Its an interesting reimagining of the verse, an interpretation. I can see how ge got it. The original conveys the same point, God, that is reality, will repay those that trust it will repay. Its an upbeat message. I understand some might say that many will never be made whole after the disasters they’ve suffered, but I see nothing wrong with a faith that justice will be done. The original doesn’t really click with people that aren’t personally affiliated with the tragedy of a locust swarm.
I do disagree with those that expect that they will see justice done in their lives and in material form. Of couse many faithfull people will die after losing all they love. But I think one can still take meaning from this sentiment if we live beyond our selves and say “I trust that goodness will prevail one day for future generations, and I delite in their happiness and get joy from knowing I contributed to their fulfilment.”
maybe it got this way because someone was citing Joel 2:25 as evidence that ‘God can restore what is broken’ is correct, and somehow it mutated from a citation to an attribution, if you see what I mean?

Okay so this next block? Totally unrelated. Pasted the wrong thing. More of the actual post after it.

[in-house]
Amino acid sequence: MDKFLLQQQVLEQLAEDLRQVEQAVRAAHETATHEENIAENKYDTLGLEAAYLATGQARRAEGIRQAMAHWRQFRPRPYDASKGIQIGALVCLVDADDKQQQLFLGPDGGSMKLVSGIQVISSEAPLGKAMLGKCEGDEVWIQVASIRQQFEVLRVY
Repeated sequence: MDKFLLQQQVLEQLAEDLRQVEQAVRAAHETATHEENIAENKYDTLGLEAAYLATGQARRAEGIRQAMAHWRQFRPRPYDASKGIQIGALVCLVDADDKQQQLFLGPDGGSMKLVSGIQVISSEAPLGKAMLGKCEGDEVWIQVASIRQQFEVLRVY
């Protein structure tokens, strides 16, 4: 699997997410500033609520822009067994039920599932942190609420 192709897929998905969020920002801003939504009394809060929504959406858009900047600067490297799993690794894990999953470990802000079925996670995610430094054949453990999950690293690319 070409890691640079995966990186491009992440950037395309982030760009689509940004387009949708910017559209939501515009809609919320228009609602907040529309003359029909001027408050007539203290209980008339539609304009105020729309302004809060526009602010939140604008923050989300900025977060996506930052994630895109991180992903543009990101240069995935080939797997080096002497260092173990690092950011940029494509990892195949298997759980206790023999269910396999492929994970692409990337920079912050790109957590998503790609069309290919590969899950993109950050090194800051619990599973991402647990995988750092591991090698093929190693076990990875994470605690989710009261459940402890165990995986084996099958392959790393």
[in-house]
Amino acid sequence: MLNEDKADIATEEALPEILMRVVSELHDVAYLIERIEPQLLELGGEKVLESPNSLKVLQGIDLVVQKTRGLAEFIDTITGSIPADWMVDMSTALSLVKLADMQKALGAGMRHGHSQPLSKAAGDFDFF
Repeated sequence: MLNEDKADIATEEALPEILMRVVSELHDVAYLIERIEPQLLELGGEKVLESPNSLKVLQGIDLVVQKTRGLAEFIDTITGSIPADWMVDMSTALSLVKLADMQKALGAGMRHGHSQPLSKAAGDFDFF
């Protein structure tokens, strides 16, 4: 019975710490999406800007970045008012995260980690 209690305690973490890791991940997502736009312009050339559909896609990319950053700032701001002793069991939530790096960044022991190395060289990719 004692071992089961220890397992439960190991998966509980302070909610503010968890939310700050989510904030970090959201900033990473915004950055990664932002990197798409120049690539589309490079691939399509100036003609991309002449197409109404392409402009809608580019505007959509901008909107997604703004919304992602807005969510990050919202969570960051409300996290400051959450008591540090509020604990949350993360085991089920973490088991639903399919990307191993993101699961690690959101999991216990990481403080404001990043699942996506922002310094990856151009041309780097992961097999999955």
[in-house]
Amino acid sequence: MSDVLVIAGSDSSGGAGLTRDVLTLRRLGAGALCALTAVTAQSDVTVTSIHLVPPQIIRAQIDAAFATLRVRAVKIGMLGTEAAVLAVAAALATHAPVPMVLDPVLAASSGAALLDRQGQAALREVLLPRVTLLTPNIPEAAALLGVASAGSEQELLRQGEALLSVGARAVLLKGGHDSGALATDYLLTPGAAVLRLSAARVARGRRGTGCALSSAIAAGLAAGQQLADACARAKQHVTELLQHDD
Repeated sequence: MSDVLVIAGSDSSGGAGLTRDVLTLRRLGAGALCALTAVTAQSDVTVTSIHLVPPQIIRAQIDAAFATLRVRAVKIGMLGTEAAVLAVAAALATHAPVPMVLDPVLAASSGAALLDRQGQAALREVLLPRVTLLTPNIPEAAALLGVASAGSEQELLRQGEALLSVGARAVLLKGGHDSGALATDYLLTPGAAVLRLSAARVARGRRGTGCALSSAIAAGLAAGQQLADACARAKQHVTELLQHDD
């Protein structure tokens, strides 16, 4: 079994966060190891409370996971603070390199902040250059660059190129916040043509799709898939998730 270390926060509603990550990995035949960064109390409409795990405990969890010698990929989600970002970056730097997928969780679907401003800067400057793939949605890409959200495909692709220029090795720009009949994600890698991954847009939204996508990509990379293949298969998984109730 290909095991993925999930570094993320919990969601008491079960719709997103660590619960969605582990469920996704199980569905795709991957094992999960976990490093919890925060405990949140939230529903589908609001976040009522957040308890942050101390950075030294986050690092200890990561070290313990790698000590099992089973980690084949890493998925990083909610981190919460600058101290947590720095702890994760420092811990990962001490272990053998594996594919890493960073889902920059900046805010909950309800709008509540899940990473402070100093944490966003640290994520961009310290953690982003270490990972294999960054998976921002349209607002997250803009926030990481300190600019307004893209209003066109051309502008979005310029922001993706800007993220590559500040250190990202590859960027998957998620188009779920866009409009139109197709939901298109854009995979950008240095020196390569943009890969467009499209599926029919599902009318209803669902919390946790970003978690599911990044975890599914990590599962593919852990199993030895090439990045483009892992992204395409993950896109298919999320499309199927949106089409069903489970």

That is certainly possible. My preferred hypothesis is that someone directed someone else to a video of Joel Osteen, encouraging them to listen from the 2:25 mark, and somehow that got turned into Joel 2:25.
Did you check the LXX?
kai antapodôsô humin anti tôn etôn hôn katephagen hê akris kai ho broukhos kai hê erusibê kai hê kampê (hê dunamis mou hê megalê hên exapesteila eis humas)
It is no perfect match, but it is reasonably accurate for the LXX and resembles the actual verse. So I think the translators didn’t cite Joel Osteen either.
It looks like the meme originated from Pinterest.